Natasha Preston’s AWAKE doesn’t quite live up to its clever concept.
It’s every young writer’s dream: Natasha Preston’s WattPad novels were so beloved that her books have been picked up by a publisher. Her thriller duology, The Cellar, has quite the following and the emotional, romantic Silence series has also earned plenty of praise on the net. Unfortunately, she didn’t quite catch that magic in her latest novel, Awake.
Let’s start by saying that Awake has a fantastically eerie concept. Scarlett can’t remember anything before the age of four. For some reason, her family isn’t too keen on her regaining those memories. The puzzle slowly comes together when a new boy named Noah comes to town. Noah is a bit out of touch but certainly charming. He’s also, unbeknownst to Scarlett, a member of the Eternal Light cult, sent to gain her trust and lure her back to her real home. Because the members of Eternal Light believe that Scarlett is the light they seek and will save them all… in her death.
Great premise, right? However, the execution falls fairly flat. Scarlett not only trusts Noah instantly, she’s swooning over him within an hour of meeting him. In the next chapter, the two already have a relationship. While we see them out on a few dates and the clear jealousy of Scarlett’s (awful) best friend, we miss out on many of the adorable moments in which their relationship develops. For there on, the plot goes in a fairly predictable direction that may please some fans, but unfortunately doesn’t offer up many variables from the average YA novel in terms of plot twists. It all comes to a head when Scarlett finds herself in the grasp of the cult, but naturally, Noah is having some second thoughts.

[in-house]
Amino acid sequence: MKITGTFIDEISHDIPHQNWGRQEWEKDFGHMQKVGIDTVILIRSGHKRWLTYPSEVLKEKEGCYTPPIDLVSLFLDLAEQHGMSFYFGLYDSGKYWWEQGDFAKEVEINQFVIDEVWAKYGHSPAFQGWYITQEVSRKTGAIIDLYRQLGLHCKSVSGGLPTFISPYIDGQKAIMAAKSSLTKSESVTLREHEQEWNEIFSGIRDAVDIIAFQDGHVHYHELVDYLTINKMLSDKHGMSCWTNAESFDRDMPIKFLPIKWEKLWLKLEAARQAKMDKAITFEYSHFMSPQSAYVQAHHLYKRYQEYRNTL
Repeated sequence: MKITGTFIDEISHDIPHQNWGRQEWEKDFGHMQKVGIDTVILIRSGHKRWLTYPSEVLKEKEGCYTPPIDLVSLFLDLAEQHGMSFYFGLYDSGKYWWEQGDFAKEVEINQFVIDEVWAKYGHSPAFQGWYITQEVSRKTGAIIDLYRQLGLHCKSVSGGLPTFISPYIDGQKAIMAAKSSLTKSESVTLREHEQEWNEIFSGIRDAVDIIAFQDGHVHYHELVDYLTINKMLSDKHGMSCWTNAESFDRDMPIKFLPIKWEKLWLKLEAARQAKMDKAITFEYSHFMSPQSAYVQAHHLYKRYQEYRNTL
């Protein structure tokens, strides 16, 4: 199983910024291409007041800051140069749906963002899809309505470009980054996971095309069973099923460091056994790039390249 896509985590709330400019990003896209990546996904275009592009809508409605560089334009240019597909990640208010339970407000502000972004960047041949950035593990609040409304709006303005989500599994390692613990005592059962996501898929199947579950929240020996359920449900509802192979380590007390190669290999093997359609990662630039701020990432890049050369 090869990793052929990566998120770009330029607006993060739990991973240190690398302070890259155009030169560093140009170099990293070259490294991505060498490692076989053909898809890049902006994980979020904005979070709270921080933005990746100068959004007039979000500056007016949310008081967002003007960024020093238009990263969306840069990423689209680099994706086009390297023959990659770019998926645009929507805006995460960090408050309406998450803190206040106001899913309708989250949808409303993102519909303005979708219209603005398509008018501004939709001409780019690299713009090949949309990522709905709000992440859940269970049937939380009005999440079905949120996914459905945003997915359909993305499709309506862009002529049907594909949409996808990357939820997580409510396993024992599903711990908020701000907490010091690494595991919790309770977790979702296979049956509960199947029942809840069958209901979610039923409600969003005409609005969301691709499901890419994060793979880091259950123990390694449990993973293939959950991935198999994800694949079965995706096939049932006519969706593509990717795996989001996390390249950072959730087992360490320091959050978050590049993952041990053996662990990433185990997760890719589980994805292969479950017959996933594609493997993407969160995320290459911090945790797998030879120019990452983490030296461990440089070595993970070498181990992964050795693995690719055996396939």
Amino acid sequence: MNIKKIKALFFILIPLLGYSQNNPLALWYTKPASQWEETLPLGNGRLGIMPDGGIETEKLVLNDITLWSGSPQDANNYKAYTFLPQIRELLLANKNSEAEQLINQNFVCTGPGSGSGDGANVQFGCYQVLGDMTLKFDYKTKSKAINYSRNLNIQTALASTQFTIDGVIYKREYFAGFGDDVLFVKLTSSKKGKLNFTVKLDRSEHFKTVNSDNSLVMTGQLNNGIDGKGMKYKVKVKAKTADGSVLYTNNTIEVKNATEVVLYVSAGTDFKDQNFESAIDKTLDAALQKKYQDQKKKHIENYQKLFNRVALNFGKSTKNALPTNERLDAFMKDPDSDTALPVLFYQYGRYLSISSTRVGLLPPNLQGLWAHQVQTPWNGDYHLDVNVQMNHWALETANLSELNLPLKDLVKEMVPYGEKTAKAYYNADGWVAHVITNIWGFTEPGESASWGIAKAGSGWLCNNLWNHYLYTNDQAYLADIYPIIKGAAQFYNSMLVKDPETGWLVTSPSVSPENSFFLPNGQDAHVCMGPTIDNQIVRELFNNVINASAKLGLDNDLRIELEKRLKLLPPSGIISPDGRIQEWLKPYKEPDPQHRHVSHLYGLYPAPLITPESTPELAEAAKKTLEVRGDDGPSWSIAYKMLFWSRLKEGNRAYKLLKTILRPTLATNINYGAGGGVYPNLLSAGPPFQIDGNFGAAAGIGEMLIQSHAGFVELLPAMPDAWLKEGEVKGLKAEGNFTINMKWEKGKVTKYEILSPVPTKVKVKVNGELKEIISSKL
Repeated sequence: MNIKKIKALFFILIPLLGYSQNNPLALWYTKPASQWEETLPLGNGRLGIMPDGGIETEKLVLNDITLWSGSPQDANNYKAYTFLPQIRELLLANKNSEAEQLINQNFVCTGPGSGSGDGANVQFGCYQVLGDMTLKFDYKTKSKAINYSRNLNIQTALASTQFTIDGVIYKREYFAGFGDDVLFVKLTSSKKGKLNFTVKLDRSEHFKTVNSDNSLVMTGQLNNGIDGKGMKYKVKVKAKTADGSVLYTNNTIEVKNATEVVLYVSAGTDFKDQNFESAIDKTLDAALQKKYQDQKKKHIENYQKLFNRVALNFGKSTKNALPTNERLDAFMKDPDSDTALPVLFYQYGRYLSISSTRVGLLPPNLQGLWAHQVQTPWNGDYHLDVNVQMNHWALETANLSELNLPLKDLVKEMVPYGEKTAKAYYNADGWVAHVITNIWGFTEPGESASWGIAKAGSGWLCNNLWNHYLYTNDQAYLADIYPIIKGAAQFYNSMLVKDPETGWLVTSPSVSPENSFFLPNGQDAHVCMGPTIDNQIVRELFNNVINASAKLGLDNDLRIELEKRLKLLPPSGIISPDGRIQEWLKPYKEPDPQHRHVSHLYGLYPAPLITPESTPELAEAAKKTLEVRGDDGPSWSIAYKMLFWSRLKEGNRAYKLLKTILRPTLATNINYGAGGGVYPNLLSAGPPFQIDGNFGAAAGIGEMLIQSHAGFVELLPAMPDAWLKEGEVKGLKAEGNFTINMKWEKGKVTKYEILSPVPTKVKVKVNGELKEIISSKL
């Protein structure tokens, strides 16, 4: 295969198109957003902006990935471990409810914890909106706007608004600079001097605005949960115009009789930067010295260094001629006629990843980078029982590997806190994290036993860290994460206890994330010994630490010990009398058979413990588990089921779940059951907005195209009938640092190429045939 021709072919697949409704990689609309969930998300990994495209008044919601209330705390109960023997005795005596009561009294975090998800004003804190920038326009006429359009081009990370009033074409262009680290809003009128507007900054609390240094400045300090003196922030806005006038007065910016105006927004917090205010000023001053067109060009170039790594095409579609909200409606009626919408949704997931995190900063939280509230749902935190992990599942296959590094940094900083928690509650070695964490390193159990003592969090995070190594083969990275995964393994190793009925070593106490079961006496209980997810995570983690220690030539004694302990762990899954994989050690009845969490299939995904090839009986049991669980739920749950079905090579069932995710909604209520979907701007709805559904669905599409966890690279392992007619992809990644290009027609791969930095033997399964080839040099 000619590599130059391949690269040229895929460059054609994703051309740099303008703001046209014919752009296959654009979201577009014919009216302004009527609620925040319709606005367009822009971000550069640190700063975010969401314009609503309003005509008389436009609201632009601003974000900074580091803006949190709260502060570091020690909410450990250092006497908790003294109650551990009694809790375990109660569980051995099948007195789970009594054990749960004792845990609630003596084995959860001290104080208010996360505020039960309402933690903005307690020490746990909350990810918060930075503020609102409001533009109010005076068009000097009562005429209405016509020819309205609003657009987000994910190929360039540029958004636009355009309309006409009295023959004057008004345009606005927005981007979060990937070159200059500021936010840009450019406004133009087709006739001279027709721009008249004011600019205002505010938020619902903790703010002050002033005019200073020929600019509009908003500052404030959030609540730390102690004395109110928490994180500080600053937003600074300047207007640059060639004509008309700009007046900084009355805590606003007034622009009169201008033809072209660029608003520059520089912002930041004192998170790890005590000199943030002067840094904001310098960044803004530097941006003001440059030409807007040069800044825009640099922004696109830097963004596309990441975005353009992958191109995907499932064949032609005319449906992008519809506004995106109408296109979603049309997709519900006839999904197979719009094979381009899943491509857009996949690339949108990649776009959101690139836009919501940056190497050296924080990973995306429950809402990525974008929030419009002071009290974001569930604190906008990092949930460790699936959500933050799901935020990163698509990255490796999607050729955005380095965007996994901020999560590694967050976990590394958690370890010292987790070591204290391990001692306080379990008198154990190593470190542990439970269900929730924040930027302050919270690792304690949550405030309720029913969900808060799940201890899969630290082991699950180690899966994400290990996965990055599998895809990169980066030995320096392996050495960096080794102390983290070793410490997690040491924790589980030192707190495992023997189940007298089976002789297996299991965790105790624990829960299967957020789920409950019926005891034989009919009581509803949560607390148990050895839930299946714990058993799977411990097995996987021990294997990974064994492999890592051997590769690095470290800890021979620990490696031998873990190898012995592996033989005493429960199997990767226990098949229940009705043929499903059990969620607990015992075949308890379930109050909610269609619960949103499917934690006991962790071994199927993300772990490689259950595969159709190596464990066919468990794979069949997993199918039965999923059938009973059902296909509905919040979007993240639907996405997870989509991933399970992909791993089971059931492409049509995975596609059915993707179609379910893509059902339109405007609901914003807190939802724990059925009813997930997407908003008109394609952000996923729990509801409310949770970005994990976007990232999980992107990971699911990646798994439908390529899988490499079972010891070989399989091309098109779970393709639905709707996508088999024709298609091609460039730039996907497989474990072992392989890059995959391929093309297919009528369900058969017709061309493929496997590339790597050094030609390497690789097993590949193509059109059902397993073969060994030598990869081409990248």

A good editor may have also been handy in this case. There are a few errors here and there, as well as the novel’s pesky habit of occasionally identifying Scarlett as 15, even though her being 16 is a major plot point.
Preston’s best choice in creating the world was the use of dual perspectives. Scarlett and Noah peel back the backstory in a satisfying way. Scarlett doesn’t realize she’s falling into danger, but Noah and the audience know all along, so watching it unfold felt suspenseful at times. It also gave us a better understanding of the beliefs with which Noah was raised and how his decisions are impacted by his family. It makes us wish that the finer details of Eternal Light and their rituals are explained a little more thoroughly.
Preston’s concept has a spark to offer, but fails to ignite a fire in readers’ hearts with the execution. It gets better as it goes along but never reaches a point where we felt truly invested in the characters or plot. Hopefully, some readers will still find some likable elements within, but this one just didn’t work for us.
Awake is on sale now.